Hover over Romans 1:20-22 for proof of God's existence, and over Matthew 5:27-28 for Judgment Day’s perfect standard. Then hover over John 3:16-18 for what God did, and over Acts 17:30-31 for what to do.

Thursday, March 29, 2012

Chapter Seven: The Secret Room

After the death of Jean and the disappearance of Lilian, Jerry became disheartened and decided that he would move out of the city into the country. He needed a break from his work for the liberation of France.

The place he chose to move to was the small village of Oradour‑sur‑Glane. Despite the occupation, it was remarkably free from the concentration of soldiers that were in Paris. There, he met a soft‑spoken French girl named Monique. She reminded him of Lilian because of her passion to liberate France from the Germans. As the days went by, he found himself loving her, as he had never loved before. She seemed to kindle the fire back in his heart to stand up against the Germans. When it was possible, they would sneak away and go for long walks and he would tell her of his childhood in Texas. She even convinced him to visit the small church in the village on Sundays.

After living in Oradour for three months, thanks to Monique he fully regained his passion to rid France of the Nazis. He therefore decided that he would return to Paris to keep in contact with the Resistance in the city.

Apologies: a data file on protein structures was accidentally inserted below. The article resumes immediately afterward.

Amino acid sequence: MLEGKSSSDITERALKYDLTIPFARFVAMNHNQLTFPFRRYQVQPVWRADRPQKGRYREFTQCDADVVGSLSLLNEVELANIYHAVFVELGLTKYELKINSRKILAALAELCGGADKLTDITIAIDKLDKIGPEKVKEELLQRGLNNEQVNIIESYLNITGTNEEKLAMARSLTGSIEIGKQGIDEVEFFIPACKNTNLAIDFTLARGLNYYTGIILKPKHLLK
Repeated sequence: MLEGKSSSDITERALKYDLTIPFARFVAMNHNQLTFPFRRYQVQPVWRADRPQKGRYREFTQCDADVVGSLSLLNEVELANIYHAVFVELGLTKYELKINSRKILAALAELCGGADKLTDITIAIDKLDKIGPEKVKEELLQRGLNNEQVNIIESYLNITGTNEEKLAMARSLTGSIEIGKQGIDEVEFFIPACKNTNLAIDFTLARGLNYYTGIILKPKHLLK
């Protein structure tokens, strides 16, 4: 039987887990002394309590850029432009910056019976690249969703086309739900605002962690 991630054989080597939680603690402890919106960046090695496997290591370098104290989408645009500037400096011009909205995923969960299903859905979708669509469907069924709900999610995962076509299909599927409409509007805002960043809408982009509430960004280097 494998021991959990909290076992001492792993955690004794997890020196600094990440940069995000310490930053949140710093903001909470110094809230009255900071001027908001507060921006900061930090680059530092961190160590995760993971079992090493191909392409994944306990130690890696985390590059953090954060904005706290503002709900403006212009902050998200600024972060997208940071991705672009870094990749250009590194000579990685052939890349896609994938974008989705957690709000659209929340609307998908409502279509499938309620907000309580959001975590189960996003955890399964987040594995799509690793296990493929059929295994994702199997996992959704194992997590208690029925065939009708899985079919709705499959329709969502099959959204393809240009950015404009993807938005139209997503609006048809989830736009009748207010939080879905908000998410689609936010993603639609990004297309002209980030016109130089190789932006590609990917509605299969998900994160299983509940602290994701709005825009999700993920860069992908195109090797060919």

On his return from Paris three days later, to his horror he found that the Germans had killed every person they could find in the tiny village of Oradour. A total of 642 people had been slaughtered, including Monique. The Nazis were avenging the capture of an SS officer by the Resistance. An unconfirmed rumor said he was executed in Oradour.

A witness said the SS encircled the village, divided the men into five or six groups, and then herded them into barns. The women and children were locked in the church building. The men were shot first, then the churches were set on fire. When the women and children tried to escape, they were shot dead. At 6:00 that evening the Germans stopped a train, arrested and shot all those who were heading for Oradour.

News of this sickened Jerry beyond words. It was as though the bitterness of life had struck a deathblow to his very soul. He withdrew into a deep anger both at the Nazis, and at God who had allowed them to cause such suffering.

When he went back to Paris, he heard through the BBC, that in Rome the Gestapo had indiscriminately arrested two Italian priests, a number of Jews, some women and two 14‑year old boys, and mercilessly shot them to death. They were killed in reprisal for a bomb attack that had slain 33 German policemen. Hitler had demanded that 50 Italians be executed for each German that died, but German officials in Italy reduced the ratio.

To be continued.